Because of God’s steadfast, covenant love, he did bring his remnant back, but the rubble of their old lives remained.  Foreigners continued to rule the land God’s people called their own. The exile had officially ended, but it was still felt in their hearts.  They clung to the hope of the new work God would do to create his kingdom with a new king, and in this kingdom they would finally find their place, never to have to leave again. (Ezek. 36:16-28, Isa. 9:6-7)

Finally, the king for whom they waited came, to free them from their exile, but they did not recognize him.

 

Jesus took the exile.

 

Jesus was that king. He experienced the refugee life in Egypt as a child; yes, he did flee with his family for safety. But, in another way, Jesus was not a refugee. He was the only person who was not fleeing from the consequences of sin in the garden. Rather, Jesus left his home to enter the warzone. He did not flee the famine of uprightness, the spiritual battle of evil, nor the consequences of sin. He ran towards it instead of away from it. By lowering himself to become man, he entered the battle, so that he could pay the penalty- the rejection and separation from God.  When Jesus died on the cross, he took the alienation that we deserved. Jesus took the exile, which is why he called out “My God, my God, why have you forsaken me?” (Matt. 27:46)

Because of this, the people of God can finally go home. The refugees who wander in a corrupt, broken, bloody, evil world can finally be reconciled with God. One day they will return to the home for which they were made, a new heavens and a new earth with a river and tree of life resembling the garden from which they were cast out a long time ago. (Rev. 22:1-2)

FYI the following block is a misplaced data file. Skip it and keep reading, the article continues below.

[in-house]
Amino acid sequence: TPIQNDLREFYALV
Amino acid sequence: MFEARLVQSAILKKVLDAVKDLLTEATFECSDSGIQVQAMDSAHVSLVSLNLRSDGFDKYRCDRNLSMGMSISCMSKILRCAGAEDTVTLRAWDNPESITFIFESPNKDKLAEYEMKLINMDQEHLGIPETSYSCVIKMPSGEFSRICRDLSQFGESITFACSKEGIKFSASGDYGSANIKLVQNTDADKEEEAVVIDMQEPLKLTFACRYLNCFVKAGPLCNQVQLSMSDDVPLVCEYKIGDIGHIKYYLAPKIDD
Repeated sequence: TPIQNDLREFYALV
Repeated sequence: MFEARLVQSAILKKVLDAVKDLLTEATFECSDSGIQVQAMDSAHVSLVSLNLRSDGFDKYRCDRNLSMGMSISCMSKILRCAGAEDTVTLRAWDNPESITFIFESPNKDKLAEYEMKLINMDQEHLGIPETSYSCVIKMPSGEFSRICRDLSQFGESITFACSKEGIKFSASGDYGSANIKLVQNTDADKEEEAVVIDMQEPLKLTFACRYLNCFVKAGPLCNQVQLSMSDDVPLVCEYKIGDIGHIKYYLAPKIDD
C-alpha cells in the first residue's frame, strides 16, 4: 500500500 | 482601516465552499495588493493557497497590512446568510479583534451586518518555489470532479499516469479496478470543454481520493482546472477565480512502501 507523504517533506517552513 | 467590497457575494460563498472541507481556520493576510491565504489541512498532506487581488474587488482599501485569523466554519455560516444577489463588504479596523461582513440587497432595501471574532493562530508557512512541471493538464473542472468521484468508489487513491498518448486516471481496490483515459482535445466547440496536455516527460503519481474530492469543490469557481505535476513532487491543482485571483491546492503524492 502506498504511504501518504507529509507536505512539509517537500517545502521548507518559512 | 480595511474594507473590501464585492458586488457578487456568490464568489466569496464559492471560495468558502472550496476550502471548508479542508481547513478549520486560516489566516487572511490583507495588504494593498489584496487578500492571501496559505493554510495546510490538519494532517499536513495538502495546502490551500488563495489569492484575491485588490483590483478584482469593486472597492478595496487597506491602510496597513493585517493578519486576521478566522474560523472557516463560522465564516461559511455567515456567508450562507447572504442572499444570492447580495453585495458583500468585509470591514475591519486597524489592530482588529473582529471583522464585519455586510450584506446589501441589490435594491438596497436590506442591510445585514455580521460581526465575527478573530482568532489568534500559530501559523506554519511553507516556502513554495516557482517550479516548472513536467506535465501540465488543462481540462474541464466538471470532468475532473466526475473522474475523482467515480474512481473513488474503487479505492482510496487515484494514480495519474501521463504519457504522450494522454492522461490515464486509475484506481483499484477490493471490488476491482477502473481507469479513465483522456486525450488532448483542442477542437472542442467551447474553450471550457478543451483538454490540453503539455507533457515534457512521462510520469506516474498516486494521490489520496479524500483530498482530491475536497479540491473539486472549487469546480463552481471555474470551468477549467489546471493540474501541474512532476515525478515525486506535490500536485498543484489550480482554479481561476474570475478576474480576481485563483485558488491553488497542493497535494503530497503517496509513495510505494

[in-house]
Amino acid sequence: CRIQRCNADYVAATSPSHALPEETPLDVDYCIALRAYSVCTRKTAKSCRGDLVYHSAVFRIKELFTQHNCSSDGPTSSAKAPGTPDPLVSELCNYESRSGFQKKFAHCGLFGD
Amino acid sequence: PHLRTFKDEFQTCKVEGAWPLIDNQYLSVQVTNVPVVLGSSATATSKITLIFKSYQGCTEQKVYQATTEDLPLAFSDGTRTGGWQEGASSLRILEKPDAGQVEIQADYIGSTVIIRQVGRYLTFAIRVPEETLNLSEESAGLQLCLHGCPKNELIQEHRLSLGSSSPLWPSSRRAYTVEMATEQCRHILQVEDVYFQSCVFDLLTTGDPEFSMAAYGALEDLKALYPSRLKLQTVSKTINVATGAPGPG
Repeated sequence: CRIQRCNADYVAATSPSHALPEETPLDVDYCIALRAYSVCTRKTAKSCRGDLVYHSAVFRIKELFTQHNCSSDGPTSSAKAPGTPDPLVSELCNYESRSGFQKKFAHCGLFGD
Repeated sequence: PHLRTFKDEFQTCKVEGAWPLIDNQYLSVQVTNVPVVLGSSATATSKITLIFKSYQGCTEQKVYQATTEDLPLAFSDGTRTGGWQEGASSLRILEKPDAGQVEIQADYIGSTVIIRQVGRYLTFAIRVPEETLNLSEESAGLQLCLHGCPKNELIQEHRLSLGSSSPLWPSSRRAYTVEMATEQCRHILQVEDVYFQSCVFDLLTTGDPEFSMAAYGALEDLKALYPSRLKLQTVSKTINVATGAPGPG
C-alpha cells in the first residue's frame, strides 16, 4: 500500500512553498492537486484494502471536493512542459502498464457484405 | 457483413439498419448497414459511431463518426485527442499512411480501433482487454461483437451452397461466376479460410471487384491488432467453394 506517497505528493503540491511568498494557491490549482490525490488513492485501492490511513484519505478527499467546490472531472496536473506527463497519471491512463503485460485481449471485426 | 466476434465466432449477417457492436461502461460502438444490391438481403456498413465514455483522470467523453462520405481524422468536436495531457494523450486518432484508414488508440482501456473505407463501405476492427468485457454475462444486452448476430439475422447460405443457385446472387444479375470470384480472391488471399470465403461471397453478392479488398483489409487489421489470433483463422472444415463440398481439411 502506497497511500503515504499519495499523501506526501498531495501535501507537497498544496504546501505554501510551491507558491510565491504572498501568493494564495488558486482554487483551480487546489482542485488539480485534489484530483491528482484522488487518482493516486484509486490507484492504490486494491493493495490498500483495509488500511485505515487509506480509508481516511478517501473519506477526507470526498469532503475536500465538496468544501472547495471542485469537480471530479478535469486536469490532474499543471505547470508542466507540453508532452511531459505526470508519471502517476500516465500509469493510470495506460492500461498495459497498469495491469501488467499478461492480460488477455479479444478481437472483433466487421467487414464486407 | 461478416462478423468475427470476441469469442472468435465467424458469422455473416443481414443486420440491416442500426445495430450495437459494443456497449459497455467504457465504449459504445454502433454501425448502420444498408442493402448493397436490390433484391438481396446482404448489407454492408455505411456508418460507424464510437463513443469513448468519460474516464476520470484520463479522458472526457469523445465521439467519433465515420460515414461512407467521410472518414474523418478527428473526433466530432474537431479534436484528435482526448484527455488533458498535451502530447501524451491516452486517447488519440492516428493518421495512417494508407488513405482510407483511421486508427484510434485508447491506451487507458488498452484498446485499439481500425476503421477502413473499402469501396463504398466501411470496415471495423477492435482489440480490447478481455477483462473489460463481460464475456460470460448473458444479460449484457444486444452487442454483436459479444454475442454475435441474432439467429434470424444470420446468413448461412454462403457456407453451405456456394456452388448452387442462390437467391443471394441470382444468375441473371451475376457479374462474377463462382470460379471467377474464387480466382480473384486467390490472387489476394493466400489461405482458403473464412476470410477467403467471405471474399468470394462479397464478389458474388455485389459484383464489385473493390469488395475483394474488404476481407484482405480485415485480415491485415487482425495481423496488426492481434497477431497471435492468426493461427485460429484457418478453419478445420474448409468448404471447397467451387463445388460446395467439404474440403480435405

So this is how Christians live today. We yearn for a world that we do not see, knowing that we are strangers, exiles -- truly refugees-- here on this earth. (Heb. 11:1, 13) We don’t love this world. When we’re seeing clearly, we know this isn’t our place. Everything here is passing away, and it’s not our home. (1 John 2:15-17)

So, Christians, you and I can, on the one hand, choose to read the news and look at the refugees as vastly different from us. They are living a very disparate life from mine as I sit in a living room, on a couch, with a cup of tea, and heat. They’ve lived through trauma, pain, and fleeing. The worldview most of them hold is very different than mine. Yet, on the other hand, they are visibly living out the spiritual journey of the people of God.  In that way, they are not dissimilar to us. Their sojourning makes palpable what we have read in our Scriptures and what we believe about our spiritual lives. You and I are foreigners in a place not our home.

God’s reaction to refugees was compassion. He saw his beloved people walk this road in history, and he saved them, more than once. He called his people to show compassion to others with the same plight. And ultimately, God became man to do something about it – to save them forever. Jesus paid our punishment of alienation, so that we, the aliens, can go home to him. So we follow the example of our God—we see refugees as people in need of compassion and action. There are decisions that need to be made with wisdom. Yet as we make them, may we see these people through the lens set by our Scriptures- as people with whom we can relate and who are in need of compassion.